# LaTeX \if condition

I am using \if condition in a custom command in my LaTeX document. I would like to know where I can find some good explanation about \if command. I followed a Wikibooks \if page but it's just an example; there are not any explanation.

A very good reference for conditionals is contained in Chapter 13 Conditionals of TeX by Topic. Specially, conditionals in TeX have one of the following two forms

\if...<test tokens><true text>\fi
\if...<test tokens><true text>\else<false text>\fi


where \if here is used generically to reference a whole host of conditionals (\if, \ifcat, \ifx, \ifdim, \ifnum, ...).

\documentclass{minimal}
\begin{document}

\ifx\mycmd\undefined
undefed
\else
\if\mycmd1
defed, 1
\else
defed
\fi
\fi

\def\mycmd{1}

\ifx\mycmd\undefined
undefed
\else
\if\mycmd1
defed, 1
\else
defed
\fi
\fi

\def\mycmd{0}

\ifx\mycmd\undefined
undefed
\else
\if\mycmd1
defed, 1
\else
defed
\fi
\fi

\end{document}


It uses a nesting of \ifx and \if conditionals. Let's look at the outer \ifx definition first. From section 13.2 Character and control sequence tests (specifically section 13.2.3 \ifx),

Equality of tokens is tested in a stronger sense [...] by

\ifx<token1><token2>


[...]
Control sequences are [...] equal if they are macros with the same parameter text and replacement text, and the same status with respect to \outer and \long. For example,

\def\a{z} \def\b{z} \def\c1{z} \def\d{\a}
\ifx\a\b %is true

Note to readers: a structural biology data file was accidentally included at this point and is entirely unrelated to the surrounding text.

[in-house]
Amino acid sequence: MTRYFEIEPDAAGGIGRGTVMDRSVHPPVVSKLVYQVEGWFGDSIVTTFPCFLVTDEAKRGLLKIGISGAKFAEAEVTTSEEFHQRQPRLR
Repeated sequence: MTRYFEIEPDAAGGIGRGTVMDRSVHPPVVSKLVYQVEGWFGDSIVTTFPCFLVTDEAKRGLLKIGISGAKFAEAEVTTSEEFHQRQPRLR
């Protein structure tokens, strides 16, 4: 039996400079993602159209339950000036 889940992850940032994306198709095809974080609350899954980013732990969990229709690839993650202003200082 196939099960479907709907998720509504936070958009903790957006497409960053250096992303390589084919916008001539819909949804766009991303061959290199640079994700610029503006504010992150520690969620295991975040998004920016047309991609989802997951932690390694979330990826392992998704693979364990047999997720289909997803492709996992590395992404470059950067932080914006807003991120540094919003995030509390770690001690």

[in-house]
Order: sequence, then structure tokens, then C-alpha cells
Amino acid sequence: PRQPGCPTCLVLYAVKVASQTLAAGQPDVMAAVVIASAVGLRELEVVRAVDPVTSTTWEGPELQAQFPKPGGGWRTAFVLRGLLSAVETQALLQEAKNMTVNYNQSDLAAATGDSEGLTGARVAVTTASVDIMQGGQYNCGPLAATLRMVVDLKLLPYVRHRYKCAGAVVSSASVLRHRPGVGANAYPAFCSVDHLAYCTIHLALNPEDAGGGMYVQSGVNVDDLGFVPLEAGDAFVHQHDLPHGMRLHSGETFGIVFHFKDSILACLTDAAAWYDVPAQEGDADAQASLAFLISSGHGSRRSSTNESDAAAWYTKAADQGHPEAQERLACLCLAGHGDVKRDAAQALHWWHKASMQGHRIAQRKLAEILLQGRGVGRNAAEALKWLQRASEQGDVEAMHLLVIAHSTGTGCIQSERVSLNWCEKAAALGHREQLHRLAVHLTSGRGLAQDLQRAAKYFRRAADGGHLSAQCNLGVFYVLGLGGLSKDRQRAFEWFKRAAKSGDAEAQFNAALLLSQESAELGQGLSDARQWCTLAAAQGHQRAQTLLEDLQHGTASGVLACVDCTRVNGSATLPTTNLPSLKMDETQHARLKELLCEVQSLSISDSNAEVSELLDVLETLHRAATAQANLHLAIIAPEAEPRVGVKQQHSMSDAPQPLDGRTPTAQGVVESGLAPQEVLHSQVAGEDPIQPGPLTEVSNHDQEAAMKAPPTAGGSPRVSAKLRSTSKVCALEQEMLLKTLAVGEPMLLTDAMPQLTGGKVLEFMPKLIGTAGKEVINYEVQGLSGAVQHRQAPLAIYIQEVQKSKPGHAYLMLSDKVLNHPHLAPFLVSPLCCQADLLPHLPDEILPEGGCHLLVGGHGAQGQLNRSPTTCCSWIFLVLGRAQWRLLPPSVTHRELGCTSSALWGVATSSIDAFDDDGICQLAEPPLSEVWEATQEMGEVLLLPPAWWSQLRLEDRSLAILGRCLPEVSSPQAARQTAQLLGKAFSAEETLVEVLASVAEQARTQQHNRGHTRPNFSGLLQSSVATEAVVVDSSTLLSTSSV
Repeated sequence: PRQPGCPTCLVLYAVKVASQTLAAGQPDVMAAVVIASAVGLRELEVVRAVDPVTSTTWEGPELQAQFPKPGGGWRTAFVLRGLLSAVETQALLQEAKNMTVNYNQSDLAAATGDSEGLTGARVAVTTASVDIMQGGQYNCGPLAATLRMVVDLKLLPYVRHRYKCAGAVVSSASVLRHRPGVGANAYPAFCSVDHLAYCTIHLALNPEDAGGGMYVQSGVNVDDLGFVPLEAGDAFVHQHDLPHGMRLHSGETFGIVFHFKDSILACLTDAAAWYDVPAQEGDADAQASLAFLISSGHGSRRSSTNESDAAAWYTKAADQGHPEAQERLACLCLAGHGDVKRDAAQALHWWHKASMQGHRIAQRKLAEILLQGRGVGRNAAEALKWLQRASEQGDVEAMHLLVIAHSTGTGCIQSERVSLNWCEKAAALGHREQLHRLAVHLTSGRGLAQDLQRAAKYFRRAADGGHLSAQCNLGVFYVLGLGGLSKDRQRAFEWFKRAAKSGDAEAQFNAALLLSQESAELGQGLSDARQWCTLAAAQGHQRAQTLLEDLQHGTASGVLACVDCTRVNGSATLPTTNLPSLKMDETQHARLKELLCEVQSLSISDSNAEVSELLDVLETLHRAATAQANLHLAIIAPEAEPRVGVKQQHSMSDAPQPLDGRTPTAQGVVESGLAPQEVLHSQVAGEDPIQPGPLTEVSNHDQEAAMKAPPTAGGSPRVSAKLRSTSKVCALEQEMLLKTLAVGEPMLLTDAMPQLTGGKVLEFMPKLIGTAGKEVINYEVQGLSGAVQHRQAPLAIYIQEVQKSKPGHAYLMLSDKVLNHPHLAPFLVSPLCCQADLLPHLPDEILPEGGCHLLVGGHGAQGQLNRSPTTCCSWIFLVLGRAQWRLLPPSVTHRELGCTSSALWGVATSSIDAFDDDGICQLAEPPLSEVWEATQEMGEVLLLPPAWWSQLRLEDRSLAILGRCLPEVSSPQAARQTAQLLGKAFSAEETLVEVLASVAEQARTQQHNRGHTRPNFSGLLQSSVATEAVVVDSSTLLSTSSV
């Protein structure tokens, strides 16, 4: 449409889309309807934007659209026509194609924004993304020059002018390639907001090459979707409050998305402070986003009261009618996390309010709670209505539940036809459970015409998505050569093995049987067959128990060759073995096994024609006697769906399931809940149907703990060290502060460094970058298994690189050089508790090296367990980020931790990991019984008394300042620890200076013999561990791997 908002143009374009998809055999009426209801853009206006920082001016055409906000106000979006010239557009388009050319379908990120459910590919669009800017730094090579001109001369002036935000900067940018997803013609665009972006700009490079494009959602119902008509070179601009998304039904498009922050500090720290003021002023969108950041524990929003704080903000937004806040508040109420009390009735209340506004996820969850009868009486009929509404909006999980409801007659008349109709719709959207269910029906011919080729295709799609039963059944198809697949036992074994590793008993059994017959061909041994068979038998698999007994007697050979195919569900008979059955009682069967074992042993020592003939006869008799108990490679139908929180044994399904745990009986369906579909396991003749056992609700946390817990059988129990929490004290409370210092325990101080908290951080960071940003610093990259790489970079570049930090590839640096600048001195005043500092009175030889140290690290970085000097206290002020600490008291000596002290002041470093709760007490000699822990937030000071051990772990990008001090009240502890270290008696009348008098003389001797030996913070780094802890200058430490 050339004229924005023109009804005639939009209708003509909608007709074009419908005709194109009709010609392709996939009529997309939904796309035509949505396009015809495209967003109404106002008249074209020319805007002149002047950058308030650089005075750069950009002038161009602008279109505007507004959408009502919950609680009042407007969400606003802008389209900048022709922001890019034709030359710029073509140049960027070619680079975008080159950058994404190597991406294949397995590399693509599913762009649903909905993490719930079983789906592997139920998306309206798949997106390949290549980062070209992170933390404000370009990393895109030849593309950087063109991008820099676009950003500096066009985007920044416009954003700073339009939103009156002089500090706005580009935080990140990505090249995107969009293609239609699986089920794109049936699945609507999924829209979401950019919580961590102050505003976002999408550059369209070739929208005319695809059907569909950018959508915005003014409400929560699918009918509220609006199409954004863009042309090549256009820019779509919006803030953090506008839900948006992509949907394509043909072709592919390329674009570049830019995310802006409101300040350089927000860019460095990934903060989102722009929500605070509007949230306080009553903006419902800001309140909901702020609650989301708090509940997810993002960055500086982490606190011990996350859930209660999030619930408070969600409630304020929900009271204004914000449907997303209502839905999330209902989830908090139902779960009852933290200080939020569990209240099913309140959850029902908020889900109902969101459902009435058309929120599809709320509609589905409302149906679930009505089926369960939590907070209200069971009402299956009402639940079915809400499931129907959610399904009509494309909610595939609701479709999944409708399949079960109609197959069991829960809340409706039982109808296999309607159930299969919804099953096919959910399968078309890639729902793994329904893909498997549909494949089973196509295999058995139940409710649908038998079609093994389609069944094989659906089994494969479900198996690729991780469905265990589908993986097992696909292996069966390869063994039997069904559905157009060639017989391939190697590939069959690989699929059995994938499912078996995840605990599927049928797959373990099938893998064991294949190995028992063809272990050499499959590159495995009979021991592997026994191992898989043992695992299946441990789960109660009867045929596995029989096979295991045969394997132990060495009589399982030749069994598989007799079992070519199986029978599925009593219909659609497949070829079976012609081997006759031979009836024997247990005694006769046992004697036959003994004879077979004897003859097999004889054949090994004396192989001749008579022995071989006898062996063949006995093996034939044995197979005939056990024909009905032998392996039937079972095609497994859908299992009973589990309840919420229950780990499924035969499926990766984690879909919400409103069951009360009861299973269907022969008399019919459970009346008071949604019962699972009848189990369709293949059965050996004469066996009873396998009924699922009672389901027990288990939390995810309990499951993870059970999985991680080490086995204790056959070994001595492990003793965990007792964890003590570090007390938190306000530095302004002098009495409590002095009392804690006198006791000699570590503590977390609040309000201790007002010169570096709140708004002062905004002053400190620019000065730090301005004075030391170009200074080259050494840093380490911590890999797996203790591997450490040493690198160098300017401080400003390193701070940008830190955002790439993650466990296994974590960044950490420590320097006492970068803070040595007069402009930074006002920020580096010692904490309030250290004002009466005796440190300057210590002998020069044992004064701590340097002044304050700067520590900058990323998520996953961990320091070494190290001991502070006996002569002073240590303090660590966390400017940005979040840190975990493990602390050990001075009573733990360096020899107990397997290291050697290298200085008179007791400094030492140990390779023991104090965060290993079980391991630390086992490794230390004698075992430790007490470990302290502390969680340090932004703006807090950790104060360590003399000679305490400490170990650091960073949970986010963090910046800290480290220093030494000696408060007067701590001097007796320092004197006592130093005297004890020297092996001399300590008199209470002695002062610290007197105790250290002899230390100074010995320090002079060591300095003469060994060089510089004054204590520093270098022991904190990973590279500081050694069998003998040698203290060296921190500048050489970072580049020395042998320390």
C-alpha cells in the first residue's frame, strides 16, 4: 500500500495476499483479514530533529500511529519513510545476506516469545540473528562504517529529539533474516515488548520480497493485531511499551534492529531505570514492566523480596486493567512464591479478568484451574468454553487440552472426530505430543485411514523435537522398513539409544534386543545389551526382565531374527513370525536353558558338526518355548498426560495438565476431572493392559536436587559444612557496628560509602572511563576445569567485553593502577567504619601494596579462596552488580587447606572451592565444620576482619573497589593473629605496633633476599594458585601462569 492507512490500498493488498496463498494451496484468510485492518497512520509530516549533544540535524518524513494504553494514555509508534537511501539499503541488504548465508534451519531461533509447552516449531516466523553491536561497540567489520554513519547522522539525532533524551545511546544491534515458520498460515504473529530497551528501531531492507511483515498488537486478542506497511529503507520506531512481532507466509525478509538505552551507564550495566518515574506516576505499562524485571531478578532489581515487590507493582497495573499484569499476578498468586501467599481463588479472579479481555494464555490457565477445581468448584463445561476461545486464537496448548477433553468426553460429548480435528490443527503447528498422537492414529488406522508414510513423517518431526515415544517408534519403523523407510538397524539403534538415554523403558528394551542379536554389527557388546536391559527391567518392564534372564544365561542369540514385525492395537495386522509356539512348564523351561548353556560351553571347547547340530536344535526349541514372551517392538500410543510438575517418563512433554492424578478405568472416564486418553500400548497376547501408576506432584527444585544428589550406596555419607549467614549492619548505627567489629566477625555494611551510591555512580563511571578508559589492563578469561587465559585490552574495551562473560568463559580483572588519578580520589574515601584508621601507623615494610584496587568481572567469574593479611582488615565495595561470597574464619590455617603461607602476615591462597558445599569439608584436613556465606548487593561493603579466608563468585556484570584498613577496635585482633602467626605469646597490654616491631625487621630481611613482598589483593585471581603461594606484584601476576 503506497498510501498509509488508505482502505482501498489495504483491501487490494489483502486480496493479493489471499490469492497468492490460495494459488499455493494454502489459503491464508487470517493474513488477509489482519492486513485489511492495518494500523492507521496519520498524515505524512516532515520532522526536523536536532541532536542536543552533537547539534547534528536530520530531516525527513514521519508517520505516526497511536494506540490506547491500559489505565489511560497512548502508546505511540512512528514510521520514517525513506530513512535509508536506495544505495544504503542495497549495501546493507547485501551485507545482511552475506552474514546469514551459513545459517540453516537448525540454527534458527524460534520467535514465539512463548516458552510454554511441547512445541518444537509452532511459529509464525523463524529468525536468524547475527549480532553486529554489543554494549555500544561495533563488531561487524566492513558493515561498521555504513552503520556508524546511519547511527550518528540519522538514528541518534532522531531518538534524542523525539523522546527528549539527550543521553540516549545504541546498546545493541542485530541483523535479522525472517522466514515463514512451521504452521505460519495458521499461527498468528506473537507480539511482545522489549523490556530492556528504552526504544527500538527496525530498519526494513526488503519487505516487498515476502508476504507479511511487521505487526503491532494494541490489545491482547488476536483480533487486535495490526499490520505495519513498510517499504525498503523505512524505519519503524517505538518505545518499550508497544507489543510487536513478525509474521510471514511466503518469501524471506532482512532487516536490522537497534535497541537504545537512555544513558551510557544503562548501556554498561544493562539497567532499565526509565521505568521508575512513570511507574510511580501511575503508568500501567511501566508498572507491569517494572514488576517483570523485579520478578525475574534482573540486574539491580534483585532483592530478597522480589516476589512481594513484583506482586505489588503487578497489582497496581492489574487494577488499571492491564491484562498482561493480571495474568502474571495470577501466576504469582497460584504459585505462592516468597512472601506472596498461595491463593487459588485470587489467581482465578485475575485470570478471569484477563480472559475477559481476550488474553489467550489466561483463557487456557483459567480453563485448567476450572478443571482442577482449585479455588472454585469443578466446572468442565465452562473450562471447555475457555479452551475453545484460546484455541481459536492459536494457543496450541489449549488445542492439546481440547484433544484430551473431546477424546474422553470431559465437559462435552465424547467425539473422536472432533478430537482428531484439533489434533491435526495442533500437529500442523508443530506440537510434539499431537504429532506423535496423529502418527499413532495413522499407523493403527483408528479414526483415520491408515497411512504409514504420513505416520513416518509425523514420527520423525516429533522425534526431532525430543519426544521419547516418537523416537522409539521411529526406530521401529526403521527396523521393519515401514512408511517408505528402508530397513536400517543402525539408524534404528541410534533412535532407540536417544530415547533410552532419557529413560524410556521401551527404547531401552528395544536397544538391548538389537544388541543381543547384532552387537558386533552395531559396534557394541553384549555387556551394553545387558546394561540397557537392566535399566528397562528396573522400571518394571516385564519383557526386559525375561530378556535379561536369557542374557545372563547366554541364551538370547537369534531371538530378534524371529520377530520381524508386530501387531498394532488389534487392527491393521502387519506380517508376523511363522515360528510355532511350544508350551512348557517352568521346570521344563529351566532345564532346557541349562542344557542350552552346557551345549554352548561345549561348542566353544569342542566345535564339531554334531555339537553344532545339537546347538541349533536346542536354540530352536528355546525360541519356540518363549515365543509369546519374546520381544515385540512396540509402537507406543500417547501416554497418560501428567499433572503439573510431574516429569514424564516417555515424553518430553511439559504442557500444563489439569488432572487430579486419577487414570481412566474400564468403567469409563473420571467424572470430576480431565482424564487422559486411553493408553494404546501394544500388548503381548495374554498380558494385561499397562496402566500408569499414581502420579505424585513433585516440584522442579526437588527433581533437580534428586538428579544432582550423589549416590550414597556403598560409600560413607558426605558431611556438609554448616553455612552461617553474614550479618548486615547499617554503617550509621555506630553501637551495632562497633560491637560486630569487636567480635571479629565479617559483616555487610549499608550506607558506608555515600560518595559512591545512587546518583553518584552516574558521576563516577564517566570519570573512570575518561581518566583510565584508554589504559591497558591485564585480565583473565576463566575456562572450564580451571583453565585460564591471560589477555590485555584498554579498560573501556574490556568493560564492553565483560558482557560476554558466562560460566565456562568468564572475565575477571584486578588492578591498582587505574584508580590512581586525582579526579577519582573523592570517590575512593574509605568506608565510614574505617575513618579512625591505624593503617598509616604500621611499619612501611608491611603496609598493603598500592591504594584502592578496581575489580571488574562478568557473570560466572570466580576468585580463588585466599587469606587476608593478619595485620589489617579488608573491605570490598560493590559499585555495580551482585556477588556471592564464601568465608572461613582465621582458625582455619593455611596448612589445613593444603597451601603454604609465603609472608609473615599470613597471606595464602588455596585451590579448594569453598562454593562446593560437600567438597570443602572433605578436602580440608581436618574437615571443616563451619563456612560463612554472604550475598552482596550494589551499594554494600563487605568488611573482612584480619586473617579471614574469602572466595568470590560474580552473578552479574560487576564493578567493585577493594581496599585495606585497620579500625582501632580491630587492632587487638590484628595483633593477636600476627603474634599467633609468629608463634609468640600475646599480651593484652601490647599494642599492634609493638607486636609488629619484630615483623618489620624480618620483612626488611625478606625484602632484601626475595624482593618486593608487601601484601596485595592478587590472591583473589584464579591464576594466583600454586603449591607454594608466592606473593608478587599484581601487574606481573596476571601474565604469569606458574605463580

\ifx\a\c %is false
\ifx\a\d %is false


Tokens following this test are not expanded.

So, in your example, we start with \ifx\mycmd\undefined. This is true since both \mycmd and \undefined do not exist, hence the output undefed. Subsequent tests \ifx\mycmd\undefined are both false, as \mycmd has been \defined to be something (and is there not undefined and different from \undefined).

Now look at the \if tests. From TeX by Topic (specifically section 13.2.1 \if),

After \if TeX will expand until two unexpandable tokens are obtained, so it is necessary to prefix expandable control sequences and active characters with \noexpand when testing them with \if.

We can ignore the first since \mycmd was undefined. Before the second test, \def\mycmd{1} is executed, so \if\mycmd1 expands \mycmd to 1, leaving you with \if11. This tests the character codes of 1 against 1, and they are equal (of course), hence the output defed, 1.

Lastly, after \def\mycmd{0}, we end up with \if01 (after expansion of \mycmd in \if\mycmd1), which is false as 0 is not 1. Hence, the output defed.

• Thank you very much! If I was able to I would upvote your poste. Thank you again – JuliusII Jan 7 '16 at 21:25
• maybe one could add to innocent people that mastering the use of TeX conditionals takes quite some time and there are many surprises along the road (not possibly covered in the space for a single answer on this site). – user4686 Jan 10 '16 at 19:56
• please provide a few simple examples instead of copypaste the reference. – qrtLs Nov 6 '20 at 13:15
• @qrtLs: The reference includes examples. Perhaps you can be more specific as to how this currently doesn't meet your needs. – Werner Nov 6 '20 at 19:38